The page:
The Commission affirmed the ALJ’s decision. Relying upon a letter from a toxicologist stating that the level of cocaine in Barron’s system “indicated use of a greater amount, more recent use, or more frequent use of cocaine than he admitted,” the Commission rejected Barron’s assertion regarding the quantity and timing of his cocaine use. It also rejected Barron’s argument that the lack of safety measures was the major contributing cause of his injuries. Neither the ALJ’s decision nor the Commission’s decision discussed testimony offered by Barron indicating that he showed no signs of impairment at the time of the accident.

Analysis by the Court of Appeals

Utah’s Rebuttable Presumption Regarding Drug Use

Initially, the court examined Utah Code Ann. § 34A-2-302(4)(a), noting that the statute created a rebuttable presumption that use of a non-prescribed controlled substance was the major contributing cause of the worker’s injury when any amount of the substance or its metabolite was found in the employee’s system at the time of the injury. The court added that to trigger the presumption, the presence of the controlled substance or its metabolite must be established by a chemical test that met certain statutory requirements and that Barron had not challenged the administration of the drug test itself. Additionally, the court observed that the presumption could be rebutted by evidence showing that:

1. the chemical test was inaccurate;

2. the employee did not unlawfully use a controlled substance;

3. the test results do not exclude the possibility of passive inhalation of marijuana;

4. according to expert medical opinion, the level of the controlled substance in the employee’s system does not support a finding that drug use was the major contributing cause of the employee’s injury; or

5. the employee’s drug use “was not the major contributing cause of the employee’s injury.”

Barron’s effort to rebut the presumption was targeted at the fifth alternative. He had offered testimony that he was not impaired the morning of the accident and that unsafe working conditions at the construction site were the major contributing cause of his injuries.

The court observed that Barron’s employer had suggested that for Barron to rebut the presumption under the fifth alternative, he would have to provide evidence that “an outside force” or occurrence was the major contributing cause, and that he had not done so. The Court examined the findings of the ALJ and the Commission’s decision to affirm and noted that both seemed to have read the statute to require Barron to rebut the presumption by identifying a factor other than his drug use as the major cause of his injury. Pointing to specific wording in the ALJ’s decision, the Court noted that the ALJ concluded that Barron failed to show that his drug use was not the major contributing cause of his injury, because he made “no showing that some outside force caused” his fall.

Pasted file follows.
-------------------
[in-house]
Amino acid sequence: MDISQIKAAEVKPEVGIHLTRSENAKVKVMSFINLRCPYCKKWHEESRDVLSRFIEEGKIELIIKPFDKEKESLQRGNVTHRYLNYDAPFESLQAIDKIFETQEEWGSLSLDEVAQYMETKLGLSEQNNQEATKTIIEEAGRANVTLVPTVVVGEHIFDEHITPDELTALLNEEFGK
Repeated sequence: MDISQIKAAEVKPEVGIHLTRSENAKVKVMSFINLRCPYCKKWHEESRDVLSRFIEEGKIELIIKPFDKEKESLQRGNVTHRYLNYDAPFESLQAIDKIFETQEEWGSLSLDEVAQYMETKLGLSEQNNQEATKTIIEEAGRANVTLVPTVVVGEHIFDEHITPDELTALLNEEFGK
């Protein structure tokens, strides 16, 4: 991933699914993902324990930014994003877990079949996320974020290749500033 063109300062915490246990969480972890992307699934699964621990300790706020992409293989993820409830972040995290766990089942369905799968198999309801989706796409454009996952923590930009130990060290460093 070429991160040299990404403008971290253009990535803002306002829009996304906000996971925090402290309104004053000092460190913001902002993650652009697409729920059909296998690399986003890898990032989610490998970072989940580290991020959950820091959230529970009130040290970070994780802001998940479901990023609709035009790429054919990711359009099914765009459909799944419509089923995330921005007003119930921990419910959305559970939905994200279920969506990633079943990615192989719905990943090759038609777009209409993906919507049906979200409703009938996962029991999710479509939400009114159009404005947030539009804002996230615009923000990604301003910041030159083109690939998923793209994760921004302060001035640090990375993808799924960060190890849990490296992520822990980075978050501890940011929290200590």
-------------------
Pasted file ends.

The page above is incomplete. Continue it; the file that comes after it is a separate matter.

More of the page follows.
ALJ and Commission Misread Presumption Statute

The appellate court said that the ALJ (and the Commission) was wrong. The court explained that while identifying “some other force” as the major contributing cause of the injury would surely be one way to show that the employee’s drug or alcohol use was not the major contributing cause of the injury, nothing in the statutory language limited the employee to this approach. Nor was there anything in the statute that would prevent an employee from rebutting the presumption with evidence demonstrating that, whatever the major contributing cause of his injury might have been, it could not have been his drug or alcohol use, because he was not impaired at the time of the accident. The court concluded that an employee could rebut the presumption with evidence that he was not impaired at the time of the accident.

Turning back to the evidence presented by Barron at the hearing, the court indicated he had offered his own testimony, that of his welding foreman and another coworker, and reports from the medical personnel who treated him immediately after the accident to show that he was not impaired. While the foreman who assigned Barron work the morning of the accident testified that Barron looked like he had a head cold, with a red, sniffling nose, the foreman also testified that he trusted Barron to work safely and that Barron was “very skilled” at working at dangerous heights. Barron argued that the foreman’s willingness to assign him multiple tasks on the second story that morning also created a reasonable inference that Barron did not appear to the foreman to be impaired. Finally, several medical personnel who treated Barron the day of the accident reported that Barron was “awake, alert, and oriented.”